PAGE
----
In January, Ms. Bryant pulled some students into her office so they could practice for their interviews at University Heights Secondary School, a top school in the Bronx where there are 20 applicants for every spot. Two students, Darnell Donaldson and Samantha Suriel, were seated in front of her while the rest of the group observed. Ms. Bryant asked them to tell her about themselves.
“I like to stand out in class and participate a lot,” Darnell said.
“I like to study sometimes, or read books,” Samantha said quietly, her face pointed toward the floor.
“Why should I pick you over him?” Ms. Bryant asked Samantha. Flummoxed, she stammered for a moment before saying she had been on the honor roll since sixth grade.
Ms. Bryant asked if anyone had a comment or critique.
“When you walk in, you should introduce yourself, out of politeness,” a girl named Ivyana Rivas offered.
Ms. Bryant then asked the children whom they would accept.
A boy called out, “No one!”
After all the students had practiced interviewing, Ms. Bryant stood up from her chair. “Some of you, when you shook my hand, you acted like you didn’t want to touch me,” she said.
“Now I know some of us are germophobes, and Ms. Bryant is one,” she grinned, and her audience chuckled. “I will wash my hands later. But you’ve got to make sure your hand is in their palm,” she said, reaching out to shake a boy’s hand.
“Your hand is in their palm. Your hand is in their palm,” she repeated as she reached for them one by one.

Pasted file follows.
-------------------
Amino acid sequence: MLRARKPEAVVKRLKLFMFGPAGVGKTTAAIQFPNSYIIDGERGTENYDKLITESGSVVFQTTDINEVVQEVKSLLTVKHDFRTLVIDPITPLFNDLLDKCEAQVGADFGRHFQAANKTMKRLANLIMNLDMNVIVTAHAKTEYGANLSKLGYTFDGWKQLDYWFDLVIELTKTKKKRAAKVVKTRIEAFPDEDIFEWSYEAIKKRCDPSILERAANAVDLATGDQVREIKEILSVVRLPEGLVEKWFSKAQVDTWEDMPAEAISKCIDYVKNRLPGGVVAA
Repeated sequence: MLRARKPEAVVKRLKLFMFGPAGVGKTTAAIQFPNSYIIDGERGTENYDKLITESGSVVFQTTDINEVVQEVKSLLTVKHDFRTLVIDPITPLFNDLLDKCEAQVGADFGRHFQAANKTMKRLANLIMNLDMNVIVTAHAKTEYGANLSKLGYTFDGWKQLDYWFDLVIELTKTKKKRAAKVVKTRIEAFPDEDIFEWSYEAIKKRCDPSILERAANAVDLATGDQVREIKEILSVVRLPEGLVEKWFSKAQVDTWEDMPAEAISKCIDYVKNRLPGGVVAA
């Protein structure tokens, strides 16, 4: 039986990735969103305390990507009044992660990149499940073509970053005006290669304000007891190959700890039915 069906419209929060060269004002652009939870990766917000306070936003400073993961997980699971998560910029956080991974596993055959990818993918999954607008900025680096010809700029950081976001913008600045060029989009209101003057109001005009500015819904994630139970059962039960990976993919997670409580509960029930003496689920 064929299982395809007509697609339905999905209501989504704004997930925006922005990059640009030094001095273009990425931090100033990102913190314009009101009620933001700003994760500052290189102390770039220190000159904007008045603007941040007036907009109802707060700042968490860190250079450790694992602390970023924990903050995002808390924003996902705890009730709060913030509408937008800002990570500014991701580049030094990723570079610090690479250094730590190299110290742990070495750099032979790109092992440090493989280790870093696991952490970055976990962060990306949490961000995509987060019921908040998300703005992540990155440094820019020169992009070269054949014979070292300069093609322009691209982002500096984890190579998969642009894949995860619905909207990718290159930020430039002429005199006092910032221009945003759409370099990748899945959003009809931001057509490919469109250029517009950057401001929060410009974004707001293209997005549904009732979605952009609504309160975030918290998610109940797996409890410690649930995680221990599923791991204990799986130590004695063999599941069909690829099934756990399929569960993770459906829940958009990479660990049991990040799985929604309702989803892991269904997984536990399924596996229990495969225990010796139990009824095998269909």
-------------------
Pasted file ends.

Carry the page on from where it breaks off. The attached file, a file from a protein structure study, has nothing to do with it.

Still, most of Ms. Bryant’s time is taken up by the mandated student meetings and accompanying paperwork for children in special education. She is also on the attendance and college committees, and acts as the child-abuse liaison. How much time can she squeeze out of the day to help children find the right high school?
The citywide graduation rate for all kinds of high schools is 72.6 percent, according to the Education Department. But that average masks sharp variations between schools based on their admissions methods. When Measure of America analyzed the rate for each method, it found that selectivity and graduation rates declined essentially in lock step, and that as graduation rates fell, the students were more likely to be poor and black or Hispanic.
Schools use a variety of methods to select the students they admit.
Graduation rates are not a perfect proxy for education quality. In many schools, students arrive far behind, and it is a major effort to help them graduate on time. Elsewhere, ninth graders show up on Day 1 doing work at grade level or above, so the steps required to get them diplomas are less onerous. And it is difficult to say how much of a school’s success is because of what happens within its walls — the curriculum, the teachers, the leadership — and how much is because of advantages children bring from home.
But graduation remains a meaningful measure of a school, and of the opportunities it provides. If parents felt they had another option, how many would be happy to send their children to a school where more than a quarter of students do not graduate?
For its analysis, Measure of America looked at how individual students were admitted to high school for the 2011-12 academic year, breaking data down by the children’s race, the borough in which they lived and whether they were poor enough to qualify for services like free lunch. Then it examined graduation rates for the different admissions methods four years later. The Education Department said the analysis contained “major methodological issues,” but it did not dispute the findings.
Kristen Lewis, one of the directors of Measure of America, said the data revealed, in essence, two separate public school systems operating in the city. There are some great options for the families best equipped to navigate the application process. But there are not enough good choices for everyone, so every year thousands of children, including some very good students, end up in mediocre high schools, or worse.